1. Always do your homework. If your attorney asks you to gather documents, do it. It is cheaper to gather documents that you have (spending an afternoon going through the messy junk drawer that contains tax returns and bank statements) than to buy the information from somebody else.
2. Plan for your meetings with your attorney. Never, ever go to a meeting unprepared. Have your list of questions ready. It likely will take your attorney the same amount of time to answer several questions as just one question.
3. Be careful on your use of emails to your attorney. Emails make your attorney nearly always available to you – at a price. Most attorneys charge for all of the time they spend on addressing any of your comments and/or questions. So, sending a “quick email” to your attorney may really cause your expenses to increase. It also causes difficulty in the overall relationship with your attorney, because a common response after seeing your first bill, listing the 15 emails your attorney read and answered, is to cut off all contact with the attorney. This is not the answer, as it ultimately leads to more cost.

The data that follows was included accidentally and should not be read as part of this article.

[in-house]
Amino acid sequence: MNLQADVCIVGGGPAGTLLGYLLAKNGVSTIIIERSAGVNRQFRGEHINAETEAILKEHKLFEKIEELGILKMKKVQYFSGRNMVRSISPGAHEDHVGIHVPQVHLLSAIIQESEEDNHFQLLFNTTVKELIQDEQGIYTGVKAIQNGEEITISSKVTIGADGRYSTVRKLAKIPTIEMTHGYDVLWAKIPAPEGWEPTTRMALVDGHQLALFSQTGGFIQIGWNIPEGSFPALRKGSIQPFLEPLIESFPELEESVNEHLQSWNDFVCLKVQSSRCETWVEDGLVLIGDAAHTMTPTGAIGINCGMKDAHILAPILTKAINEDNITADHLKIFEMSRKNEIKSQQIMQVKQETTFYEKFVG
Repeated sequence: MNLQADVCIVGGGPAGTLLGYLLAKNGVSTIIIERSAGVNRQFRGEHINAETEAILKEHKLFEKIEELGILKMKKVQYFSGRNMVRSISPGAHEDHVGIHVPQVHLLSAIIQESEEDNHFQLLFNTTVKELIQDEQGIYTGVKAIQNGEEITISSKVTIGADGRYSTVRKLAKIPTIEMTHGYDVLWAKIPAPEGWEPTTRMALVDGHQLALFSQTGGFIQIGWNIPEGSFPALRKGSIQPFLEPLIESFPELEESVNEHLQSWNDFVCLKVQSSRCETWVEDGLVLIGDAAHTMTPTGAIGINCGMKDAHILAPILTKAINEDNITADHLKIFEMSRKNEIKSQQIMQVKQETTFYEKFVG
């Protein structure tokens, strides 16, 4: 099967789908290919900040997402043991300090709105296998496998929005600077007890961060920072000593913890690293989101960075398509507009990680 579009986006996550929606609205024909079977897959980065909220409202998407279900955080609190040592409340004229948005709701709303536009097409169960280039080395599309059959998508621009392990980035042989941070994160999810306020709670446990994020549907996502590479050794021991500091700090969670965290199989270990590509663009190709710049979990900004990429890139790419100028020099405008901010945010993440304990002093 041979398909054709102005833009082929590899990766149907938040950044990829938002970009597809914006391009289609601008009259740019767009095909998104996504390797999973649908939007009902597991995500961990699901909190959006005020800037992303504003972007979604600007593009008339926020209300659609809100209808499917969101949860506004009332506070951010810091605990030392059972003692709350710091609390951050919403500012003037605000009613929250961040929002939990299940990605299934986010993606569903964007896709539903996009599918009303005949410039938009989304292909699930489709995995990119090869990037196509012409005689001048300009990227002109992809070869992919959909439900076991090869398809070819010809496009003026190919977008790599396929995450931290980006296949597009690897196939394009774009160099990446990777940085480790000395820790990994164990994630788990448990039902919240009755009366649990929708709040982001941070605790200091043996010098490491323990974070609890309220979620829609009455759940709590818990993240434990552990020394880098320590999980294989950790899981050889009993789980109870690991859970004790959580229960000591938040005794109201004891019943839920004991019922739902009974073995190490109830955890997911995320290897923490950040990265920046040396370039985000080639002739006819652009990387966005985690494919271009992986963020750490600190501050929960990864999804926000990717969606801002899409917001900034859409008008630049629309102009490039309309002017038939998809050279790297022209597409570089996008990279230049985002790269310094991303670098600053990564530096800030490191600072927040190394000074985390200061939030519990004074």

So be careful. Consider writing your email and saving it in your draft folder until you have several items to address. (Of course, this does not apply to a time-sensitive issue.) You may also want to start a “list of questions/comments” that you can provide to the attorney all at the same time.
4. Pick your battles. Dealing with a soon-to-be ex (or an ongoing dispute with an ex) can be overwhelming, and you can control the issues to pursue. If you really want to fight over the value of a used couch, keep in mind that the battle will almost always cost more than the couch.
5. Consider mediation before resorting to litigation. Parties who are forthcoming with asset and debt disclosure can save tremendous amounts of money by making a commitment to try to reach agreements without resorting to the onerous rules of the court. By working with a mediator, the parties agree to exchange information, they get to review the information and get any questions answered, and then they help create a solution that works for their family.
Read about Mary Ann Hess's fee and payment options for family law clients.